Sent via e-mail to: vmehin@bcsc.bc.ca

RE: Request for Comment on Proposed Amendments to MFDA Rule 1.2 (Individual Qualifications) regarding Outside Business Activities including Financial Planning

FAIR Canada is pleased to offer comments on the amendments proposed by the Mutual Fund Dealers Association of Canada (“MFDA”) intending to conform the MFDA’s Rules to similar requirements under securities legislation in respect of requirements pertaining to proficiency and outside business activities, and to clarify the scope of Members obligations to disclose outside business activities (including financial planning related activities) to their clients.

FAIR Canada is a national, non-profit organization dedicated to putting investors first. As a voice of Canadian investors, FAIR Canada is committed to advocating for stronger investor protections in securities regulation. Visit www.faircanada.ca for more information.

FAIR Canada Comments and Recommendations – Executive Summary:

1.      The current proficiency framework was designed, many decades ago, around the sales process, for salespeople. The educational and professional standards for registrants need to be reviewed and revised. They are structured around the particular products representatives are permitted to sell, not the overall quality of advice provided to retail investors. The standards must be raised to align with the image of professionalism that registrants and their firms portray, as well as with the expectations investors have regarding regulatory requirements.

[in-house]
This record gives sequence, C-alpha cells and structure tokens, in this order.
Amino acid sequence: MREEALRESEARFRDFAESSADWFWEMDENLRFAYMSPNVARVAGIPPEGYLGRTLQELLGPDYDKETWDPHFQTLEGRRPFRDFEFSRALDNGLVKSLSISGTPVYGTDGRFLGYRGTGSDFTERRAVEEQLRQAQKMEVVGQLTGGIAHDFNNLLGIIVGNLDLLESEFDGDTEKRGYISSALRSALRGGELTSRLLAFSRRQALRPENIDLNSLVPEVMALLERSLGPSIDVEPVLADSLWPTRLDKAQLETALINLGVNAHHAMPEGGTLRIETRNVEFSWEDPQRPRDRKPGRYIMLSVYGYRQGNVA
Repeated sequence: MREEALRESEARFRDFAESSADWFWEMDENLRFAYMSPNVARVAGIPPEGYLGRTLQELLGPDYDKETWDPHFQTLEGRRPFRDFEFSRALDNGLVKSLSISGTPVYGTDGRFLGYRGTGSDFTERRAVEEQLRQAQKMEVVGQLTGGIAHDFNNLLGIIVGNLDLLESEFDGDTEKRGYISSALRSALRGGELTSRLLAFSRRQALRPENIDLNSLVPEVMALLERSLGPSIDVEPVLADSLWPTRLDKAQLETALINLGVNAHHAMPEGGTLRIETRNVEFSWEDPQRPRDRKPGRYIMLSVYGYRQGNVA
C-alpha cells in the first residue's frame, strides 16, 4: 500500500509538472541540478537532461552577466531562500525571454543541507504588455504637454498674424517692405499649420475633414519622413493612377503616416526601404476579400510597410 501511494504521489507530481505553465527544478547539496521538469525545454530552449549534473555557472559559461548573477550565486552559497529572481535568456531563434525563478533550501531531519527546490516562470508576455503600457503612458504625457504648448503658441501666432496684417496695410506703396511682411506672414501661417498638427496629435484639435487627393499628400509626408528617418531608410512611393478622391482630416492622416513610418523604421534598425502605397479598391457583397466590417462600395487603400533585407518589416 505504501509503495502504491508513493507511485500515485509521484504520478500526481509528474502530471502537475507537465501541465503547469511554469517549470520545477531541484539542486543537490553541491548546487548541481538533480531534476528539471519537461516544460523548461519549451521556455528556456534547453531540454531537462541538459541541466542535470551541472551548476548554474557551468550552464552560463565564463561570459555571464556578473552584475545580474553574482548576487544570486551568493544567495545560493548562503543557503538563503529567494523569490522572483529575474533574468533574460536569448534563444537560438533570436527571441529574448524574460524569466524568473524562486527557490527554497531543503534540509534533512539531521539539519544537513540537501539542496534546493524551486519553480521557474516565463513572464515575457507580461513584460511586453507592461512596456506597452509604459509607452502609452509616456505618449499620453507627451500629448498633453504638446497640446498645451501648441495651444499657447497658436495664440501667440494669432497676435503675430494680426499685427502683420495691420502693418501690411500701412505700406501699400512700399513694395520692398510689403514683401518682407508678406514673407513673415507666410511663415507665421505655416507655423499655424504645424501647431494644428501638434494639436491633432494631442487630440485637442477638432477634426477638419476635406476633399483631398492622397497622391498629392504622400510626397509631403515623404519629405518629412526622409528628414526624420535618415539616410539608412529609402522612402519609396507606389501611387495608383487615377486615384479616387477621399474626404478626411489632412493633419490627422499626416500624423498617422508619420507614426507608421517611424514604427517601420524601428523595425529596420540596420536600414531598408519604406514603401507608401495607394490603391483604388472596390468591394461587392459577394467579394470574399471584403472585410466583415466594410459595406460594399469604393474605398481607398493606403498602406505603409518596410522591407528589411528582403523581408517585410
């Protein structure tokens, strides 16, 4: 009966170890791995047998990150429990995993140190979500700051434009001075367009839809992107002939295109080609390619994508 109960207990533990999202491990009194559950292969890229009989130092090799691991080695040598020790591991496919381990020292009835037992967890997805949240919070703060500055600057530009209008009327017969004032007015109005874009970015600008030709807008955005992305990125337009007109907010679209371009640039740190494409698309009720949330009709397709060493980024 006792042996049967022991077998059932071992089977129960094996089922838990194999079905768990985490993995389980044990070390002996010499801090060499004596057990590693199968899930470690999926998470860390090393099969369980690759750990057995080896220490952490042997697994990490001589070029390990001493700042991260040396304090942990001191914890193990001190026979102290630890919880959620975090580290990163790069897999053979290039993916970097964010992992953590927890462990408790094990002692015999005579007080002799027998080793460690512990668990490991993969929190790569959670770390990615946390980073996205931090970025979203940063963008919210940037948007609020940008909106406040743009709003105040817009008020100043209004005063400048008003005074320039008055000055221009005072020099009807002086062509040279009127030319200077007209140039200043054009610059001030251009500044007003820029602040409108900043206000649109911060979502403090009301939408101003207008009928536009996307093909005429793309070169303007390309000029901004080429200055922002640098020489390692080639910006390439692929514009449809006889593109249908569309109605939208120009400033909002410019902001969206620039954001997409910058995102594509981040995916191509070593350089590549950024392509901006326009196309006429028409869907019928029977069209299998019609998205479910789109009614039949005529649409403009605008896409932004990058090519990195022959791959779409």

2.      FAIR Canada believes there is a need for a thorough, public review of proficiency standards for individuals and firms offering advice to retail investors. This review should include not only any MFDA proficiency standards, but also those set by the Canadian Securities Administrators (“CSA”), the Investment Industry Regulatory Authority of Canada (“IIROC”), and other financial service regulators as well.

3.      FAIR Canada also questions whether existing requirements are adequate in light of the trust and reliance placed in Approved Persons by ordinary investors. In FAIR Canada’s view, in addition to increased proficiency standards, a higher, overarching standard – a best interest duty – must be imposed upon registrants who provide advice to investors.